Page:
the News desk.
|A quarter of UK betting shops could close, with 12,000
jobs at risk
| William Hill
may shut 700 shops as it looks to offset £820m loss from FOBT
A quarter of betting shops on UK
high streets have been slated for closure, putting 12,000 jobs at risk, with
William Hill the latest bookmaker to blame job cuts on stricter regulation of
fixed-odds betting terminals (FOBTs).
Restrictions cutting the maximum
stake on the controversial betting machines from £100 per spin to
£2 came into force in April after a lengthy campaign by activists and
MPs, who linked the controversial machines to gambling addiction.
Britains leading bookmakers, including Ladbrokes Coral, William
Hill and Betfred, have since announced plans to shed jobs, blaming the loss of
a product that contributed about half of their annual high-street income.
William Hill said on Thursday that it could close 700 high-street
shops, putting 4,500 jobs under threat.
The Ladbrokes owner, GVC, has
already said 900 shops could close, threatening 5,000 staff, while Betfred has
predicted up to 500 closures, which would reduce its headcount by 2,500.
The combined total of 2,100 shops represents 25% of the UKs 8,423
bricks-and-mortar bookmakers, potentially affecting up to 12,500 staff, or
nearly 12% of people employed in the UK gambling industry.
impact is significantly less than the 4,500 closures and 21,000 job losses that
bookmakers predicted in a widely discredited report submitted to the government
last year in an effort to influence the FOBT decision.
the former sports minister who pioneered curbs on FOBTs before resigning over a
planned delay in their implementation, said it was too convenient for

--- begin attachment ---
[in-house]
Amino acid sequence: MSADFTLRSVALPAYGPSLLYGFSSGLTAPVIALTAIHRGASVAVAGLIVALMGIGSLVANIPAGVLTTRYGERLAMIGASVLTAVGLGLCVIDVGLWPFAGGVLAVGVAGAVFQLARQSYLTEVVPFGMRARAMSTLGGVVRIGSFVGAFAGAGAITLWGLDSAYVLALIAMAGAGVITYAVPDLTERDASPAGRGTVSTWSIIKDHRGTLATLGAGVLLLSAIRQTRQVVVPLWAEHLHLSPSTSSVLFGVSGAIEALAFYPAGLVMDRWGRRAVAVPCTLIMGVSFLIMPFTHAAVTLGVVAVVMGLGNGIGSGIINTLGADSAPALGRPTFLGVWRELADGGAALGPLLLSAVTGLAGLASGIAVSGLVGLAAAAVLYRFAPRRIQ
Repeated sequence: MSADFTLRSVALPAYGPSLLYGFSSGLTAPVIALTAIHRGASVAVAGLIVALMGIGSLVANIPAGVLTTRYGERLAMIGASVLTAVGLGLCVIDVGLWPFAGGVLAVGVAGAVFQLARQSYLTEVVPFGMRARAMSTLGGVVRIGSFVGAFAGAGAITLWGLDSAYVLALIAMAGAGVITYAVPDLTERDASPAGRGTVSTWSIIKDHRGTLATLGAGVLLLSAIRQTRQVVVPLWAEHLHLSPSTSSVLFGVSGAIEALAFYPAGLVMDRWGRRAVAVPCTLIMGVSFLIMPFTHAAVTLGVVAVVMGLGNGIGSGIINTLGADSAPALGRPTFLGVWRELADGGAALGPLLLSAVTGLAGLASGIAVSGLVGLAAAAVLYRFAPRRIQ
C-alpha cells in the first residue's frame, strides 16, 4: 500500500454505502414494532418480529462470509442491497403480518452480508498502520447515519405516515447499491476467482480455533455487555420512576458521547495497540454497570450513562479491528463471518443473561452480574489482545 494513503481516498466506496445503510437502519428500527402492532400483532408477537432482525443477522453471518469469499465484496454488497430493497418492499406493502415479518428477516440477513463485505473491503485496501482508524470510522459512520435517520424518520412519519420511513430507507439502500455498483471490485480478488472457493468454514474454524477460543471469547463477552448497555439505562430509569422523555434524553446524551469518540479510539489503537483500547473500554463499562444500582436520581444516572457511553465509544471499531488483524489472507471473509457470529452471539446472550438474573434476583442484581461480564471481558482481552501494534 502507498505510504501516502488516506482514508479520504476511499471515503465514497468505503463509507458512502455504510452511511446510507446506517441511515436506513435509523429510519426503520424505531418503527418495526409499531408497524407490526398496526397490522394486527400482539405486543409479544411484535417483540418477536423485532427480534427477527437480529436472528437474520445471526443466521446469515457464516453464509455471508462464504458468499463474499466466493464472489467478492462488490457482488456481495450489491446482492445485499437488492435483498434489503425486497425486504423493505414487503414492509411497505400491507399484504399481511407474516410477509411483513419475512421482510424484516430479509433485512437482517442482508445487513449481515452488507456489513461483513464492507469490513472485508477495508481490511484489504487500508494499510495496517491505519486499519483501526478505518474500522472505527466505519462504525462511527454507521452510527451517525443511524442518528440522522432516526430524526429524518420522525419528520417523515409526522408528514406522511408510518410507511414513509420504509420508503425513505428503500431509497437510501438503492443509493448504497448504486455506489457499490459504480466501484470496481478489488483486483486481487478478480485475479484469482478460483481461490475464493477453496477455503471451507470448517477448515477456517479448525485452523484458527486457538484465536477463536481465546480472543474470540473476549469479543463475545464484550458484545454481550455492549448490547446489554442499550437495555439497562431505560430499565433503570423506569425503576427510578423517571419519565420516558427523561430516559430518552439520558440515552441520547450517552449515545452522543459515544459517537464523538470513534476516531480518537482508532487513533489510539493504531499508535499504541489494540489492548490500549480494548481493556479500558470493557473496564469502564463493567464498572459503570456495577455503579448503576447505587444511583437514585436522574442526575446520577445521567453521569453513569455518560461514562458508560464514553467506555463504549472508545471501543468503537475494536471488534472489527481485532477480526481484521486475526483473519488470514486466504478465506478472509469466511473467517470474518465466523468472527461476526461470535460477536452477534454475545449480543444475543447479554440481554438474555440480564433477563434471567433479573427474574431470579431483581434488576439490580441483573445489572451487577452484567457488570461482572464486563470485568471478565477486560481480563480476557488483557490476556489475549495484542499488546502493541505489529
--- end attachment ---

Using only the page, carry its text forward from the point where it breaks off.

bookmakers to blame the policy.
While I am sorry to hear of job
losses, the truth is there was huge overinflation in the number of bookmakers
on our high streets because of the profit-making capacity of FOBTs.
The closures shouldnt only be blamed on stake changes
though that would be too simplistic.
There has been
consolidation within the industry and a drive from the bookmakers themselves to
less costly online gambling for some time now and mass closures were predicted
in the industry-funded KPMG report, even without stake reductions.
Industry statistics indicate that gambling firms high-street
betting empires were in decline before the stake cut, as more and more punters
switch to online gambling brands, often owned by the same businesses.
Income from racecourse and bookmaker betting fell from £3.3bn in
April 2015 to £3.2bn in September 2018, according to regulator the
Gambling Commission. During the same period, online betting income jumped from
£4.2bn to £5.6bn.
A survey by YouGov indicates that online
gambling is now more popular, with 13% of people admitting to placing a bet on
the internet in the past year, compared to 11% at an event or in a
While GVC, William Hill and Betfred have all
said they expect shop closures and job losses as a result of the FOBT
restrictions, Paddy Power Betfair, which recently changed its name to Flutter
Entertainment, has said it expects to see no impact.
operations director at the betting shop workers union, Community, called on
William Hill to do everything it could to minimise redundancies and find
alternatives where possible.
The government also has a role to
play and must look at what support they can offer to workers whose jobs are
threatened as a consequence of changes to the law around FOBTs, he said.
Betting shops provide an important source of local employment and
many of our members have served the company loyally for years. Workers
dont deserve to be the victims of the changes happening in the industry
as a result of either government policy or the significant shift towards online
William Hill said it would do whatever it could to cut
jobs through voluntary redundancies and find alternative roles for affected
FOBTs were branded a social blight by the government
last year after a lengthy review, during which bookmakers vehemently resisted
any cut in FOBT stakes, only to see them reduced to the lowest possible level
The low stake effectively rendered the machines, which
account for more than half of high street bookmakers revenues,
Gambling firms have since been at pains to stave off
similar curbs on their fast-growing online businesses, offering to impose a
voluntary ban on advertising during TV sports and increase their
to gambling charities to £100m.